Technology lets the nurse tap into outside experts, often getting students back to class more quickly

This article was published on May 25, 2018 on The Wall Street Journal, written by Emily Holland. Photo source: Mike Bradley for the Wall Street Journal.

Telemedicine has grown rapidly in recent years. Now hundreds of schools are bringing it to the nurse’s office.

School nurses say telemedicine helps them treat students faster right at school, reducing risk of infection, getting the students back to class faster and relieving a big burden on the students’ families.

At Abraham Lincoln School No. 22, in Rochester, N.Y., when nurse Amy Dickason thinks a student needs a doctor’s attention, she calls Health-E-Access, a program that sends mobile telemedicine units to schools and child-care sites in her area. Equipped with high-resolution cameras, electronic diagnostic and videoconference equipment, each technician can set up a tele-health consultation with a doctor.

For a student with an earache, say, the technician can first assess the eardrum in person, take video and photos of the ear canal, and connect the student to a doctor for a real-time consultation.

Ken McConnochie, developer of Health-E-Access, says most cases are completed within 90 minutes from the moment a student reports to the nurse to when the doctor signs off. During that time, Mr. McConnochie says, in addition to tending to the student, the service also will have spoken with a parent, a written report will have been filed, and any prescriptions, if needed, will have been called in to the patient’s preferred pharmacy.

Formerly, Ms. Dickason couldn’t be sure a student would see a doctor just because she recommended it. Parents’ work schedules, lack of money or lack of transportation often interfered, she says. Telemedicine has helped to address many of these barriers.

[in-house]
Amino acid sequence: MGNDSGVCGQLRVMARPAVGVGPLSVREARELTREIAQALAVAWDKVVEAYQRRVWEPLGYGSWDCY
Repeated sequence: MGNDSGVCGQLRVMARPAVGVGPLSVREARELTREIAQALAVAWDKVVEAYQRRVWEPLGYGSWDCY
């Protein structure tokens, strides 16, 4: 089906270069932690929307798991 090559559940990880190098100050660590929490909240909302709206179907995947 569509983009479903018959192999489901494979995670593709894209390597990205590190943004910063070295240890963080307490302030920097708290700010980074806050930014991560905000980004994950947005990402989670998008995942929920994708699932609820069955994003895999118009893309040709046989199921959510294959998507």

“Telemedicine has opened another door to providing health care to students that are often unable to be evaluated and treated via the traditional avenues,” she says.

In Dallas, there is a school-based tele-health network serving more than 90 schools in the area. Each school nurse’s office has a telemedicine cart with stethoscopes, otoscopes and other devices that can stream video and data to doctors and nurses. From special consultation rooms at Children’s Health, a major pediatric hospital in the Dallas region, Stormee Williams, medical director of school telemedicine, and her staff have diagnosed and treated sinusitis, colds and flu, ear infections, pinkeye, head lice, rashes, asthma, insect bites and other common conditions.

The system has its limitations, Dr. Williams admits. “For example, I am not able to do a full abdominal exam, which involves touching the belly,” she says. “Telemedicine is not the answer to every medical issue,” she adds. But for many patients, it can be a necessary first step. “We have definitely seen patients and later referred them to be seen in person either through a primary-care doctor, emergency-room staff or other specialist,” Dr. Williams says.

At a time when school shootings and other acts of violence are fueling a call for more mental-health services, experts also see telemedicine as a way to efficiently connect students with psychiatric care.